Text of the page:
New Federal School Plan Flawed, Report Says
By Pamela M. Prah, Staff Writer
The Bush administration must give states more flexibility in implementing No Child Left Behind, tone down its rhetoric about that education law, and be ready to make changes if the sweeping education initiative is to succeed, a new report released Friday (1/3) says.
Nearly one year after Bush signed the federal school bill called No Child Left Behind into law, funding shortfalls and administration delays in specifying how to comply threaten to derail the goal of improving every student and school's academic performance, the Center on Education Policy, an education advocacy group based in Washington, found.
The center's new report, From the Capital to the Classroom, reiterates a concern among educators that the No Child Left Behind rules may doom many schools to failure.
"The biggest fear states have is that the law will lead to a large number of schools being identified for improvement," according to Jack Jennings, the center's director. "The long-delayed regulations on complex issues about how to measure schools' progress from year to year have increased this anxiety," Jennings said.
The report says states have made progress in planning to implement the new federal law, but still have a long way to go. It says these are among things states have left undone:
- Identifying firms that can provide tutoring and other services and
- Helping local school districts assess the qualifications of tutors, teacher aides and other "paraprofessionals."
The center says that the Bush administration's hard-line approach isn't helping. President Bush and the U.S. Department of Education have made clear that the federal government won't deviate from the new law's requirements.
While they generally support the goals of the law, which raises standards for students and teachers, states say they will need more time, money and help from the federal government to reach them.
The administration should be willing to make 2003 a test run year and redraw the law if states' fears are realized and 50 to 80 percent of all schools are deemed "failing" by year's end, Jennings said.
State officials identified the following six key obstacles that may jeopardize education reform efforts, the center says:
- Not enough funds. President Bush has proposed a 2.8 percent budget increase for education in fiscal year 2003, which the center says falls "well short of what will be needed for states and school districts to carry out the requirements of the new law," making it another "unfunded mandate" for states. Meanwhile, the soft economy has led governors and lawmakers to cut education budgets, leading to significant cutbacks in staff and funding.
- Not enough guidance. The U.S. Department of Education has been slow to give states regulations and guidance on No Child Left Behind. State officials told the center that they are not getting answers to specific questions or the answers are delayed until political appointees clear the responses.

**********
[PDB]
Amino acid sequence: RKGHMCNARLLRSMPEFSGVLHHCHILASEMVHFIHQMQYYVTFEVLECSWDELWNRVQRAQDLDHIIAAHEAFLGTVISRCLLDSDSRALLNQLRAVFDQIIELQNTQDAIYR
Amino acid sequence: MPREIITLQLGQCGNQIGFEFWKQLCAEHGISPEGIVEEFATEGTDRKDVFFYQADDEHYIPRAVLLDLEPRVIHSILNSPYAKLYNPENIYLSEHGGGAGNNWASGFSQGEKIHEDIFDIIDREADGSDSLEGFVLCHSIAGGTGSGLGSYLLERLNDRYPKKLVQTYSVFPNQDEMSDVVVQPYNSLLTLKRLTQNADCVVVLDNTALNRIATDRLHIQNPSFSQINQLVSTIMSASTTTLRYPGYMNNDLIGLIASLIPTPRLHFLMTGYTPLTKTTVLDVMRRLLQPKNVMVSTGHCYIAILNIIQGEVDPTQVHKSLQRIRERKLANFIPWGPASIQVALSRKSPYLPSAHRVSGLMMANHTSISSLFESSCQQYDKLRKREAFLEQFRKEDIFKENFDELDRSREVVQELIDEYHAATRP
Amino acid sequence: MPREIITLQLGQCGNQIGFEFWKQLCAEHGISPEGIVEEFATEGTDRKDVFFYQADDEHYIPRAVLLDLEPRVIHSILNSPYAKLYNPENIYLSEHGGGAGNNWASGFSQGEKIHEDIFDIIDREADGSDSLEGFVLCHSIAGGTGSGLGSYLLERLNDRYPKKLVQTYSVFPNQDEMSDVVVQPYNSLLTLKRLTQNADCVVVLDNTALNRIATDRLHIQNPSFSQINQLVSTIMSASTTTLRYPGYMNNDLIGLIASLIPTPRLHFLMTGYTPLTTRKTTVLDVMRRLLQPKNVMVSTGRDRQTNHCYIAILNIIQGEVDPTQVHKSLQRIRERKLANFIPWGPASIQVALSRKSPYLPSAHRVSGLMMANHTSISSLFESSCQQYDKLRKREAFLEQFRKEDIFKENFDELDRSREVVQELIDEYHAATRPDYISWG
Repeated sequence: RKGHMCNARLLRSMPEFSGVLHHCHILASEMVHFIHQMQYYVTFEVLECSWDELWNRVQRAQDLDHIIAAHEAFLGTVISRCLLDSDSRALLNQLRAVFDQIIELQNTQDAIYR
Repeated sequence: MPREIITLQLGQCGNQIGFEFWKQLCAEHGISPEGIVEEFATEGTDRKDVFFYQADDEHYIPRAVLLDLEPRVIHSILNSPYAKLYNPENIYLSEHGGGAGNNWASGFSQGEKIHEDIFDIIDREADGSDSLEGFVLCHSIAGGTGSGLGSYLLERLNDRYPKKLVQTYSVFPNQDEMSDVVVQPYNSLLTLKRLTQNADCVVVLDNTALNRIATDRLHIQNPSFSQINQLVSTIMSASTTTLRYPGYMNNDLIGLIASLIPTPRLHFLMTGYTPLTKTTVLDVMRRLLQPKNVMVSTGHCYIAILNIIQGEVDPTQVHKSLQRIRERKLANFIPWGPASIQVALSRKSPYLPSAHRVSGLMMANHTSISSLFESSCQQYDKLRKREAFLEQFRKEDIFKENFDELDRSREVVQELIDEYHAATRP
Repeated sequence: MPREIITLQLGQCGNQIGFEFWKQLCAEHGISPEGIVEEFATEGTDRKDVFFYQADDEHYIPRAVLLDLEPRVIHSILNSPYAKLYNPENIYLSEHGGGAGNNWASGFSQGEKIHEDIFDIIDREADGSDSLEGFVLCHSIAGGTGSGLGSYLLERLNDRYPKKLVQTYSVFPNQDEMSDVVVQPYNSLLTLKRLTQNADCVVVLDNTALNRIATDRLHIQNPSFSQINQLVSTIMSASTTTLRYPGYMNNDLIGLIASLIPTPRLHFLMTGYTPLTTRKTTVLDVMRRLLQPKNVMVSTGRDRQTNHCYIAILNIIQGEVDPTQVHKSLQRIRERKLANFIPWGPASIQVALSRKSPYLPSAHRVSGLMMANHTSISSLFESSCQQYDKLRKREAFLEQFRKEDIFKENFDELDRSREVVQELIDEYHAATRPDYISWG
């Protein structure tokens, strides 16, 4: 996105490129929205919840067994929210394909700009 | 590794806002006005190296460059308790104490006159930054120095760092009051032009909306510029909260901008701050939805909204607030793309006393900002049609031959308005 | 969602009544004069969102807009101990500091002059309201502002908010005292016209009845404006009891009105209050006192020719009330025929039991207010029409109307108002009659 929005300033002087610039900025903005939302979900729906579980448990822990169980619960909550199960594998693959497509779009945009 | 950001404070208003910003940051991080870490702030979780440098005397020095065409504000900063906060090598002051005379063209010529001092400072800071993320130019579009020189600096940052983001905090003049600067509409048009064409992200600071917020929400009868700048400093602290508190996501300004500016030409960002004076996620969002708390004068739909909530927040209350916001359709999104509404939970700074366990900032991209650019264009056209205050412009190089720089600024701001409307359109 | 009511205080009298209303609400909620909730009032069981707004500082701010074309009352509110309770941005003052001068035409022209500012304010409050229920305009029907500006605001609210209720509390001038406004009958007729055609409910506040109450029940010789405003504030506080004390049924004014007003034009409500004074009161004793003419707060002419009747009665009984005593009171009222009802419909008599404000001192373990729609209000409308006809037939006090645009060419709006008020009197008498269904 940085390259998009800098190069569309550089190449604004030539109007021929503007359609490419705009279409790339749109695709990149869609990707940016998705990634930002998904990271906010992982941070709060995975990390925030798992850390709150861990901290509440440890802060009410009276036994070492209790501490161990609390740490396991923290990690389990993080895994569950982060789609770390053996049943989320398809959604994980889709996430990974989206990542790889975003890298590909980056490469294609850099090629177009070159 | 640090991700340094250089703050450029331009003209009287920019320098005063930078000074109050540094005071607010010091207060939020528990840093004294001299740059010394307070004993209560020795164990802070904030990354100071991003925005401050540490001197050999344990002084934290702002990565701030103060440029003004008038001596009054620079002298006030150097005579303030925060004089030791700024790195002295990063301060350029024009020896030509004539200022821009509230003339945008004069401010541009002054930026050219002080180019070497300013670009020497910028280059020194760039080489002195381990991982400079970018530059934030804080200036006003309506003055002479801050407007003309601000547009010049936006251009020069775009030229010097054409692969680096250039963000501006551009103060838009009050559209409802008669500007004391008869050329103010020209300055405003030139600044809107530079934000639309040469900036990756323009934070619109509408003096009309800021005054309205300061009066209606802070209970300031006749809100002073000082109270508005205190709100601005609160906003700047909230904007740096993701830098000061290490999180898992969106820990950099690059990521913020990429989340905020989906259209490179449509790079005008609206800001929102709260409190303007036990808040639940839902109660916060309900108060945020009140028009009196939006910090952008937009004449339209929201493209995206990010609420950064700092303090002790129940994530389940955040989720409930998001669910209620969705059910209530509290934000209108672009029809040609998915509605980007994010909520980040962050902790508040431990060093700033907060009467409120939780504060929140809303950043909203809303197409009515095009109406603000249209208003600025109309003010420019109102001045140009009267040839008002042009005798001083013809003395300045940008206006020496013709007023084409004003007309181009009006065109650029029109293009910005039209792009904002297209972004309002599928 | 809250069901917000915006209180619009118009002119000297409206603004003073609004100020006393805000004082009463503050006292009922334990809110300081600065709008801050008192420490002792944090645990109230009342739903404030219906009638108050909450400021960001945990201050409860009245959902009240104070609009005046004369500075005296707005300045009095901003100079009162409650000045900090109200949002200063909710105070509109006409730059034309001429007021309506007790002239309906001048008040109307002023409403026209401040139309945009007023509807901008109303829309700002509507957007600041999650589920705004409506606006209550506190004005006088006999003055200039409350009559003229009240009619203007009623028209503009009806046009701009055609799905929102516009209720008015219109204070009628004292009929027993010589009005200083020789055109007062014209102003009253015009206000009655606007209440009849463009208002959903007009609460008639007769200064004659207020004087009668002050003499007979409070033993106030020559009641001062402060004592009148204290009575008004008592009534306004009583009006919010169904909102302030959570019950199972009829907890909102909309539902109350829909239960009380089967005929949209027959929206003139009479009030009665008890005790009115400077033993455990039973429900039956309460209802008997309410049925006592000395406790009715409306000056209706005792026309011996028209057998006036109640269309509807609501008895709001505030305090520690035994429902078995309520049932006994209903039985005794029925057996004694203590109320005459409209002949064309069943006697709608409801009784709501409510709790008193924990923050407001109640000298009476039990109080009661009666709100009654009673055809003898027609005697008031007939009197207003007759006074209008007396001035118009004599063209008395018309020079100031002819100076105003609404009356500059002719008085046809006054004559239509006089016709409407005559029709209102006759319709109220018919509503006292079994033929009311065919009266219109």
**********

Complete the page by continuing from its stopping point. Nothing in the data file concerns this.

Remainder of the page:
- Not enough flexibility. States are on "a collision course" with the narrow technical requirements of No Child Left Behind, state officials told the center. Already, Maryland has been forced to change its statewide testing system to adopt new tests that meet the law's requirements for individual student results.
- Not enough time. Deadlines for making changes are extremely tight especially because the Department of Education did not issue final regulations on accountability and school improvement until late November. States have a very short timeline for drawing up accountability plans, which are due Jan. 31. States and school districts had to implement key provisions of the law, such as school choice and supplemental education services, without the benefit of final regulations.
- Not enough consistency. The law provides incentives for states to lower their standards, the center said. States with higher standards are likely to have more of their schools labeled as needing improvement than states with lower standards.
- Not enough accurate testing. The state-of-the-art in testing is not yet reliable or consistent enough for year-to-year changes in scores to always be an accurate reflection of progress, the center said.
"Delays in providing crucial information and threats of rigorous enforcement have made state leaders increasingly anxious about how to go about introducing the most sweeping changes in education in 40 years," Jennings said. "With little help in assisting states chart a new course and little money from Washington, we may see states and the federal government wage a bureaucratic battle over technical requirements rather than work together to dramatically improve public education," according to Jennings.
The center's report is based on interviews with officials from 48 states and the District of Columbia in the fall of 2002 and reviews of state documents filed with the U.S. Department of Education. The center tried, but was unable to reach education officials in Arizona and Connecticut.
The center, which was established in 1995, receives nearly all of its funding from charitable foundations such as The Atlantic Philanthropies, The George Gund Foundation, The Joyce Foundation, The Hewlett Foundation, The Gates Foundation, The Ford Foundation, and Phi Delta Kappa International.